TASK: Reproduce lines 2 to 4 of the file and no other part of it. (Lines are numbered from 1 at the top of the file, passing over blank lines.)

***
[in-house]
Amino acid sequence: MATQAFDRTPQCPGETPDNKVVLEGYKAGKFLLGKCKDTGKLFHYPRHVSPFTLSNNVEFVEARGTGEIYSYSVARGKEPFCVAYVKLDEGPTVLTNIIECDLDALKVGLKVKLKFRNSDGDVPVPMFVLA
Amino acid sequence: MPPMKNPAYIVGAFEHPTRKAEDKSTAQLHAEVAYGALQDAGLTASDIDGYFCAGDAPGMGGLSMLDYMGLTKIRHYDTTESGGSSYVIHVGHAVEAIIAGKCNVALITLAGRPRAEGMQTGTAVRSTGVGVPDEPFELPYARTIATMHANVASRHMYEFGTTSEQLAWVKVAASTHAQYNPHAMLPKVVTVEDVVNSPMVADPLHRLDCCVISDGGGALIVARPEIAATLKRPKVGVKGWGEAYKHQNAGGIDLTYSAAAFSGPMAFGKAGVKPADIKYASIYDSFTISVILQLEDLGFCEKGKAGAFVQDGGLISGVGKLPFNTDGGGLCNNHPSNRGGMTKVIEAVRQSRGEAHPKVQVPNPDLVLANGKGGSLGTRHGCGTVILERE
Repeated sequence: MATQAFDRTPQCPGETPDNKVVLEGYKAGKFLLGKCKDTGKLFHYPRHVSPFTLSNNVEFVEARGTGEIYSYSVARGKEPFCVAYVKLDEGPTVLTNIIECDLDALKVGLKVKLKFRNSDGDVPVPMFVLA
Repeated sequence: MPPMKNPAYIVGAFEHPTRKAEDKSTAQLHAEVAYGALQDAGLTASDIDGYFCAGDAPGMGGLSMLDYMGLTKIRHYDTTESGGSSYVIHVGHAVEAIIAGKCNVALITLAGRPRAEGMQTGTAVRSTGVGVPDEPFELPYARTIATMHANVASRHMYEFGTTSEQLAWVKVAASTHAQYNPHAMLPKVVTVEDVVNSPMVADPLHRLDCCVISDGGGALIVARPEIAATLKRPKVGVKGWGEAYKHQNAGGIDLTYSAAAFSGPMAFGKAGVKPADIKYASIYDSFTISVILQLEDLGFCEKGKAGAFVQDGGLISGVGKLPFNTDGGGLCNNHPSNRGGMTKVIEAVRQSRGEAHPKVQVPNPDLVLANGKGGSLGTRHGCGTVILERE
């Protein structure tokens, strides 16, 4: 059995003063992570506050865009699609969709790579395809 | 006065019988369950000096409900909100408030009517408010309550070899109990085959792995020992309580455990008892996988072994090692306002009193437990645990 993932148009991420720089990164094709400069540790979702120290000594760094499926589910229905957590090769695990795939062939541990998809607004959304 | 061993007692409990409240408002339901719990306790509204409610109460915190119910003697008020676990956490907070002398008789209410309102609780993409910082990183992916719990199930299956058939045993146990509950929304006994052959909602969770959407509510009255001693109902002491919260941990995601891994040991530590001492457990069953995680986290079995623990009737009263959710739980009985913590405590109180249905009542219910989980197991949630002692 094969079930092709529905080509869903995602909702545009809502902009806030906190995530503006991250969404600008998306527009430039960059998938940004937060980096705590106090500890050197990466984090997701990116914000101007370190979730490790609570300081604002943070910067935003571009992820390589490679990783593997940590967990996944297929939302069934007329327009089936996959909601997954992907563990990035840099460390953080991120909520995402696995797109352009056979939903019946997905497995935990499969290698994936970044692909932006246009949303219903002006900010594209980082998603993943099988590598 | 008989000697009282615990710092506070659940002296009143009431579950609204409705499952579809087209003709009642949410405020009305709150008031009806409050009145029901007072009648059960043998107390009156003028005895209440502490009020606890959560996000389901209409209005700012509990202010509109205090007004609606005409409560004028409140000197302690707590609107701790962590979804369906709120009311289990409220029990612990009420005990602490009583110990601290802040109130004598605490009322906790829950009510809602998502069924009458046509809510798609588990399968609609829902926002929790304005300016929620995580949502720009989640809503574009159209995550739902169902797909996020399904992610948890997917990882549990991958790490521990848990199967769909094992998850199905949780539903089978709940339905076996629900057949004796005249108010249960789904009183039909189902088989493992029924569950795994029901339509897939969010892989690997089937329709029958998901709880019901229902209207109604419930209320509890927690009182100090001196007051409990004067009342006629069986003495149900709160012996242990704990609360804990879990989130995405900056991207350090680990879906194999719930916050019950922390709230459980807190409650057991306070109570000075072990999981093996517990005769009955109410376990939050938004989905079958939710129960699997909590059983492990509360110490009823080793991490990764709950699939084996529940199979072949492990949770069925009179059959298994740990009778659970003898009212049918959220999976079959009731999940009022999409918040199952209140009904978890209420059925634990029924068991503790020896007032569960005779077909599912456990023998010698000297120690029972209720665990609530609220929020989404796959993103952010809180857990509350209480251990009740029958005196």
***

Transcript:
Amino acid sequence: MATQAFDRTPQCPGETPDNKVVLEGYKAGKFLLGKCKDTGKLFHYPRHVSPFTLSNNVEFVEARGTGEIYSYSVARGKEPFCVAYVKLDEGPTVLTNIIECDLDALKVGLKVKLKFRNSDGDVPVPMFVLA
Amino acid sequence: MPPMKNPAYIVGAFEHPTRKAEDKSTAQLHAEVAYGALQDAGLTASDIDGYFCAGDAPGMGGLSMLDYMGLTKIRHYDTTESGGSSYVIHVGHAVEAIIAGKCNVALITLAGRPRAEGMQTGTAVRSTGVGVPDEPFELPYARTIATMHANVASRHMYEFGTTSEQLAWVKVAASTHAQYNPHAMLPKVVTVEDVVNSPMVADPLHRLDCCVISDGGGALIVARPEIAATLKRPKVGVKGWGEAYKHQNAGGIDLTYSAAAFSGPMAFGKAGVKPADIKYASIYDSFTISVILQLEDLGFCEKGKAGAFVQDGGLISGVGKLPFNTDGGGLCNNHPSNRGGMTKVIEAVRQSRGEAHPKVQVPNPDLVLANGKGGSLGTRHGCGTVILERE
Repeated sequence: MATQAFDRTPQCPGETPDNKVVLEGYKAGKFLLGKCKDTGKLFHYPRHVSPFTLSNNVEFVEARGTGEIYSYSVARGKEPFCVAYVKLDEGPTVLTNIIECDLDALKVGLKVKLKFRNSDGDVPVPMFVLA